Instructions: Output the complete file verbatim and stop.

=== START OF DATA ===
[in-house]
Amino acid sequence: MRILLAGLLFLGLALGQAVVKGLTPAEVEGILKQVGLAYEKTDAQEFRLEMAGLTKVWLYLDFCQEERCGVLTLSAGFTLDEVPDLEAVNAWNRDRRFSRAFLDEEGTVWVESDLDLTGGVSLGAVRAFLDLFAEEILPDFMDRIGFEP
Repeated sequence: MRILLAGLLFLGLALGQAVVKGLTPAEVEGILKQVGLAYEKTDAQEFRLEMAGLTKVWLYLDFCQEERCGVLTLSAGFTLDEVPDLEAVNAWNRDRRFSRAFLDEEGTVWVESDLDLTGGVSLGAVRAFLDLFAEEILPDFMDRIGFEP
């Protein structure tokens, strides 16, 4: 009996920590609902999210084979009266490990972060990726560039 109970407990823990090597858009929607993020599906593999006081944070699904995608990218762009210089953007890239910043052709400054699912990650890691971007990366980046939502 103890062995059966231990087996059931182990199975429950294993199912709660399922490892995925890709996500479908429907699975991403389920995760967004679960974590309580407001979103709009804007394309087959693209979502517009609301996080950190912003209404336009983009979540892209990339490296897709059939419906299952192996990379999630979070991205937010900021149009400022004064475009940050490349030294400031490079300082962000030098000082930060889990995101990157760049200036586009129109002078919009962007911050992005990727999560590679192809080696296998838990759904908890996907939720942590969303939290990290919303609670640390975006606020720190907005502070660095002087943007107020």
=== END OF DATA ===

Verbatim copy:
[in-house]
Amino acid sequence: MRILLAGLLFLGLALGQAVVKGLTPAEVEGILKQVGLAYEKTDAQEFRLEMAGLTKVWLYLDFCQEERCGVLTLSAGFTLDEVPDLEAVNAWNRDRRFSRAFLDEEGTVWVESDLDLTGGVSLGAVRAFLDLFAEEILPDFMDRIGFEP
Repeated sequence: MRILLAGLLFLGLALGQAVVKGLTPAEVEGILKQVGLAYEKTDAQEFRLEMAGLTKVWLYLDFCQEERCGVLTLSAGFTLDEVPDLEAVNAWNRDRRFSRAFLDEEGTVWVESDLDLTGGVSLGAVRAFLDLFAEEILPDFMDRIGFEP
């Protein structure tokens, strides 16, 4: 009996920590609902999210084979009266490990972060990726560039 109970407990823990090597858009929607993020599906593999006081944070699904995608990218762009210089953007890239910043052709400054699912990650890691971007990366980046939502 103890062995059966231990087996059931182990199975429950294993199912709660399922490892995925890709996500479908429907699975991403389920995760967004679960974590309580407001979103709009804007394309087959693209979502517009609301996080950190912003209404336009983009979540892209990339490296897709059939419906299952192996990379999630979070991205937010900021149009400022004064475009940050490349030294400031490079300082962000030098000082930060889990995101990157760049200036586009129109002078919009962007911050992005990727999560590679192809080696296998838990759904908890996907939720942590969303939290990290919303609670640390975006606020720190907005502070660095002087943007107020």